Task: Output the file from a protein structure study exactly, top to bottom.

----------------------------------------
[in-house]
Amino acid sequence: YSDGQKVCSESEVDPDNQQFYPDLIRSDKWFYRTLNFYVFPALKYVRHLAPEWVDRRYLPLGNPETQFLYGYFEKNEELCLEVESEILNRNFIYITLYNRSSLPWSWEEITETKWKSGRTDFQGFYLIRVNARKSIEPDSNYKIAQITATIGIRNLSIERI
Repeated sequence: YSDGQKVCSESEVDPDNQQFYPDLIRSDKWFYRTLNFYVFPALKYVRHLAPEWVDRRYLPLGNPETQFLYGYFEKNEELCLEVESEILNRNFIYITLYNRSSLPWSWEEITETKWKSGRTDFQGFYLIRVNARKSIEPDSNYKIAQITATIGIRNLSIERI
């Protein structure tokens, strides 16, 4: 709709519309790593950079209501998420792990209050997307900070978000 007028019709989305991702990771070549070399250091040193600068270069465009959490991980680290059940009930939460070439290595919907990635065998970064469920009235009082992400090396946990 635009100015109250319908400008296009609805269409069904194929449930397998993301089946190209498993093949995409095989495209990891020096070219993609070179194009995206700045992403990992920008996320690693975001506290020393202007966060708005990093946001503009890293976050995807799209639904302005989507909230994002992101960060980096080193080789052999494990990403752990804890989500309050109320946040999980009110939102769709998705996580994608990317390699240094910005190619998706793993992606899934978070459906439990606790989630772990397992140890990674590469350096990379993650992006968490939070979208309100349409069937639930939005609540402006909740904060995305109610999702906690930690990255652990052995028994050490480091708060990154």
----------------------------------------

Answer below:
[in-house]
Amino acid sequence: YSDGQKVCSESEVDPDNQQFYPDLIRSDKWFYRTLNFYVFPALKYVRHLAPEWVDRRYLPLGNPETQFLYGYFEKNEELCLEVESEILNRNFIYITLYNRSSLPWSWEEITETKWKSGRTDFQGFYLIRVNARKSIEPDSNYKIAQITATIGIRNLSIERI
Repeated sequence: YSDGQKVCSESEVDPDNQQFYPDLIRSDKWFYRTLNFYVFPALKYVRHLAPEWVDRRYLPLGNPETQFLYGYFEKNEELCLEVESEILNRNFIYITLYNRSSLPWSWEEITETKWKSGRTDFQGFYLIRVNARKSIEPDSNYKIAQITATIGIRNLSIERI
């Protein structure tokens, strides 16, 4: 709709519309790593950079209501998420792990209050997307900070978000 007028019709989305991702990771070549070399250091040193600068270069465009959490991980680290059940009930939460070439290595919907990635065998970064469920009235009082992400090396946990 635009100015109250319908400008296009609805269409069904194929449930397998993301089946190209498993093949995409095989495209990891020096070219993609070179194009995206700045992403990992920008996320690693975001506290020393202007966060708005990093946001503009890293976050995807799209639904302005989507909230994002992101960060980096080193080789052999494990990403752990804890989500309050109320946040999980009110939102769709998705996580994608990317390699240094910005190619998706793993992606899934978070459906439990606790989630772990397992140890990674590469350096990379993650992006968490939070979208309100349409069937639930939005609540402006909740904060995305109610999702906690930690990255652990052995028994050490480091708060990154």